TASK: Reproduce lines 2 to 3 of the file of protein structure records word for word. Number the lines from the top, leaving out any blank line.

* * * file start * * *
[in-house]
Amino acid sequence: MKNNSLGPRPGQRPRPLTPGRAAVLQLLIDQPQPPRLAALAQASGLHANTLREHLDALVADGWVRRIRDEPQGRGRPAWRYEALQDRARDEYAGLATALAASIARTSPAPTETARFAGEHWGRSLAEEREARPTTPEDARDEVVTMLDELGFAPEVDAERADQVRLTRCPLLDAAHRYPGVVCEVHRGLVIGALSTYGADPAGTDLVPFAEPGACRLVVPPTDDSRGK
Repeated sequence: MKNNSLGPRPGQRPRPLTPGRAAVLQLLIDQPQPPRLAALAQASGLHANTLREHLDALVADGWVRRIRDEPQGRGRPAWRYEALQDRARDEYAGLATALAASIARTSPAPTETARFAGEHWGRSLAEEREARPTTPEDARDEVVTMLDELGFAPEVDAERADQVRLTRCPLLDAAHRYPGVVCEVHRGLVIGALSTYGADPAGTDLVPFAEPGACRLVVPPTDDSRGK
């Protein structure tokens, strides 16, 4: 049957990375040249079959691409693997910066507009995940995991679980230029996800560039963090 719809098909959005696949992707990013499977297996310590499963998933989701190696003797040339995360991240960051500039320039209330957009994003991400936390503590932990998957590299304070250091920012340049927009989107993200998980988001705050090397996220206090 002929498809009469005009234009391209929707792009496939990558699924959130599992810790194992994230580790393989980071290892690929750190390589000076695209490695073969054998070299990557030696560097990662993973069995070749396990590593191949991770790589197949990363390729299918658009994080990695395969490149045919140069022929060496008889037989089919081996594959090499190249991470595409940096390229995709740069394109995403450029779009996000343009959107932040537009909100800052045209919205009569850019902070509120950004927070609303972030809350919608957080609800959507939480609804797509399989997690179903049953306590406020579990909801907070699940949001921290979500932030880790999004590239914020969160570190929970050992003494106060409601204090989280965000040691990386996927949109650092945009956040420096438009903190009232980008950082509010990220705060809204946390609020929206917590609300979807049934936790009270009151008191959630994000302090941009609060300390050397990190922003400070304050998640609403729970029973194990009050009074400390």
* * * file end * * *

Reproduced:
Amino acid sequence: MKNNSLGPRPGQRPRPLTPGRAAVLQLLIDQPQPPRLAALAQASGLHANTLREHLDALVADGWVRRIRDEPQGRGRPAWRYEALQDRARDEYAGLATALAASIARTSPAPTETARFAGEHWGRSLAEEREARPTTPEDARDEVVTMLDELGFAPEVDAERADQVRLTRCPLLDAAHRYPGVVCEVHRGLVIGALSTYGADPAGTDLVPFAEPGACRLVVPPTDDSRGK
Repeated sequence: MKNNSLGPRPGQRPRPLTPGRAAVLQLLIDQPQPPRLAALAQASGLHANTLREHLDALVADGWVRRIRDEPQGRGRPAWRYEALQDRARDEYAGLATALAASIARTSPAPTETARFAGEHWGRSLAEEREARPTTPEDARDEVVTMLDELGFAPEVDAERADQVRLTRCPLLDAAHRYPGVVCEVHRGLVIGALSTYGADPAGTDLVPFAEPGACRLVVPPTDDSRGK